The Reluctant Agnostic by Loren Bauman (New York: Page Publishing, 2017, ISBN 978-1-64027-843-9). 196 pp. Paper, $14.95.
As a rule, Free Inquiry does not review books that are self-published or issued by subsidy or vanity presses. An exception is made for A Reluctant Agnostic because of the work’s unique character. Loren Bauman spent much of his life in the Old German Baptist Brethren Church, a “plain people” denomination that shares some qualities with the Amish and Mennonites. Bauman describes his former theology as fundamentalist and his community life within the sect as warm and rewarding. When doubts undermine his Biblical faith—Bauman describes the process as “like being born yet again”—he adopts a naturalistic, agnostic viewpoint. Yet he writes, “I’m still fond of the Christianity I now disbelieve.” He knows his faith is bankrupt, yet he remains nostalgic for the community life he knew. It’s a juxtaposition of viewpoints seldom seen in the how-I-lost-my-religion literature.
Sophisticated atheists may find Bauman’s theological journey naïve at points. He began as one of those young-Earth creationists who have no trouble accepting that God stuffed the ground with fossils that seem falsely ancient and the skies with new light that only appears to come from distant stars. The whole of Bauman’s Christian faith collapsed when he attained the insight that the evidence for an Earth far older than Genesis permits was irresistible. We profit by being reminded that this is how countless real people—as opposed to theologians and atheist atheologians—approach questions of belief or disbelief. This is how deconversion happens in the real world—or at least one way in which it can happen.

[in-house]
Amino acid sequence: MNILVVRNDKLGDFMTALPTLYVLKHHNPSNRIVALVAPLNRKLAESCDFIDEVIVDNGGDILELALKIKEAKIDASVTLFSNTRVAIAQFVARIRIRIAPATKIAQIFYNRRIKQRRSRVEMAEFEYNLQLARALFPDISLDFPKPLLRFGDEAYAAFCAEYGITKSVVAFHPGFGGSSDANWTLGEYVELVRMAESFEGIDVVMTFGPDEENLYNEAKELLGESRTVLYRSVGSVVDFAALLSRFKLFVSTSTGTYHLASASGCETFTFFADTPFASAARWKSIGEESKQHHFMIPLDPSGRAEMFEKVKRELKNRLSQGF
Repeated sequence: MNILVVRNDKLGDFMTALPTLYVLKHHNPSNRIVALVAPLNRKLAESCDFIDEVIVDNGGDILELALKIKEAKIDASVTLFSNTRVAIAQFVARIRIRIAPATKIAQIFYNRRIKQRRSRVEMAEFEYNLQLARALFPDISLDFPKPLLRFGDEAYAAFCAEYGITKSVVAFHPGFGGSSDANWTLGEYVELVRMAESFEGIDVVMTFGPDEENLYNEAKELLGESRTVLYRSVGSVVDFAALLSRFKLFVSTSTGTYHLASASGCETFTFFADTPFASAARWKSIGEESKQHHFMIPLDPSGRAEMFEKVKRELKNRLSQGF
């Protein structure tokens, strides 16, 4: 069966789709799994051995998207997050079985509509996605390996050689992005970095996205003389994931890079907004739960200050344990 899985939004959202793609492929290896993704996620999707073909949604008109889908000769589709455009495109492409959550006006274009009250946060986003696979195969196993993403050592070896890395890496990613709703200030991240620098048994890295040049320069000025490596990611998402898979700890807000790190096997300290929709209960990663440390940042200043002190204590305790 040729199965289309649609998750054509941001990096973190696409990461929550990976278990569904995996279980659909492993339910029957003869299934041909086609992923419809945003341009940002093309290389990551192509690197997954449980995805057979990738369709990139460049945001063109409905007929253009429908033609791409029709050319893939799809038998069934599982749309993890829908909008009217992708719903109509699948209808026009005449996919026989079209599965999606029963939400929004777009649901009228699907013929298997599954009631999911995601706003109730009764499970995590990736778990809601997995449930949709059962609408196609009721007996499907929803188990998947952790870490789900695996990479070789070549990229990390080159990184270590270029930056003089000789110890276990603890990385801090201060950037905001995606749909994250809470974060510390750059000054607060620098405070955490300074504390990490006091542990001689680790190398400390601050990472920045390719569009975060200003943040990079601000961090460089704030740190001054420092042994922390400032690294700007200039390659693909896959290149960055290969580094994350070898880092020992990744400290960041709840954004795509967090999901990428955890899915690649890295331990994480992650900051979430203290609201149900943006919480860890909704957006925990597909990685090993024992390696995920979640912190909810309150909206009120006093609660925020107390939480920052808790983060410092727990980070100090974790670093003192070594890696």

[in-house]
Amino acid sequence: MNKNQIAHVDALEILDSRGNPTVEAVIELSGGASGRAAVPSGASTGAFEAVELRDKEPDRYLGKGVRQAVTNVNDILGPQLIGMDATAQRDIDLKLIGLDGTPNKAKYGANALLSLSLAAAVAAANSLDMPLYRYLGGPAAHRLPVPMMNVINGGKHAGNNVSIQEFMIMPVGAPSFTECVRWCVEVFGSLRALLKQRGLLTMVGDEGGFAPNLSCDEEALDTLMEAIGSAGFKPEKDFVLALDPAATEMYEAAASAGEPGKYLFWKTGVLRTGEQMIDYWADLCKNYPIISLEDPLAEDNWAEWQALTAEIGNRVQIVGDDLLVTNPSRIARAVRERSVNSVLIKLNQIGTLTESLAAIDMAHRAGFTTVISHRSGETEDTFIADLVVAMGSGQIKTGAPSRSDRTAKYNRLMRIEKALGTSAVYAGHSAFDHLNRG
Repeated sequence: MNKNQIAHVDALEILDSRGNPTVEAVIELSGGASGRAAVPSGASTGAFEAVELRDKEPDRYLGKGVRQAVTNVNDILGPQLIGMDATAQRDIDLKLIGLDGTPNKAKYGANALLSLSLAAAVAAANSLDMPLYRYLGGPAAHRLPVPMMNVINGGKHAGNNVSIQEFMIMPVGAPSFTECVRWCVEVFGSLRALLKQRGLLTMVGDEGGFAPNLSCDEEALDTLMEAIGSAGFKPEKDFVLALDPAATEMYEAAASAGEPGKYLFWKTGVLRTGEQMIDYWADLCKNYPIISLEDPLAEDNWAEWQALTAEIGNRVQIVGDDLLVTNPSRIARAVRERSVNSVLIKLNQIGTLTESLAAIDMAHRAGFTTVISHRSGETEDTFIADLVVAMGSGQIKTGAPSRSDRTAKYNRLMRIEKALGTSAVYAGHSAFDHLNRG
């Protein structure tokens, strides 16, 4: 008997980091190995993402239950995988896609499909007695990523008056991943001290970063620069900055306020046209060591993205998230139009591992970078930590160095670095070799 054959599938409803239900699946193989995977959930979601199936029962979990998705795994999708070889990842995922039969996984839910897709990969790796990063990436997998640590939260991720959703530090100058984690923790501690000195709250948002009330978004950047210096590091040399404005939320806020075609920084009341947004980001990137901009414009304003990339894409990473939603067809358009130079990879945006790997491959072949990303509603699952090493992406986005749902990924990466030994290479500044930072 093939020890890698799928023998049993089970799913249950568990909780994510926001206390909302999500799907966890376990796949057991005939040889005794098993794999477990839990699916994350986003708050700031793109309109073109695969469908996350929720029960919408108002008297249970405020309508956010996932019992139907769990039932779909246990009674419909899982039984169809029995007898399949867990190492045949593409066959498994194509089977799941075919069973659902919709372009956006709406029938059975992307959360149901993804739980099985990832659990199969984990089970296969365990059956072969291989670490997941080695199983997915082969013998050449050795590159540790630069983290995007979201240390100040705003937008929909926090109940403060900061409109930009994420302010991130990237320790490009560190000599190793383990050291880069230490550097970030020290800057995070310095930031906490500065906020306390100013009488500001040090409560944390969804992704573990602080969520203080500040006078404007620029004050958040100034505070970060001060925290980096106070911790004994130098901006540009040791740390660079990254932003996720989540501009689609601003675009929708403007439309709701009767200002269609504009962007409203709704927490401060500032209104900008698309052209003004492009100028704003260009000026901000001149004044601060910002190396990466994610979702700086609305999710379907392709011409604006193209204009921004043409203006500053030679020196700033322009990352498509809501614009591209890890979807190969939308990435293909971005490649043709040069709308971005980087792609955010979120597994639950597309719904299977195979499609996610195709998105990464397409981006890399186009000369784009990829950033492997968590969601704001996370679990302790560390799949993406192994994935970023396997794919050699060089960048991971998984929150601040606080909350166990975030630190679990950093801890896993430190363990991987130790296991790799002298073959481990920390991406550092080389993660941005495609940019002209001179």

The Reluctant Agnostic offers a deconversion story whose start and end points differ meaningfully from those presented in most such books. Also, in welcome contrast to so many subsidy-press titles, it is well written and decently edited. It is a unique entry in a crowded field.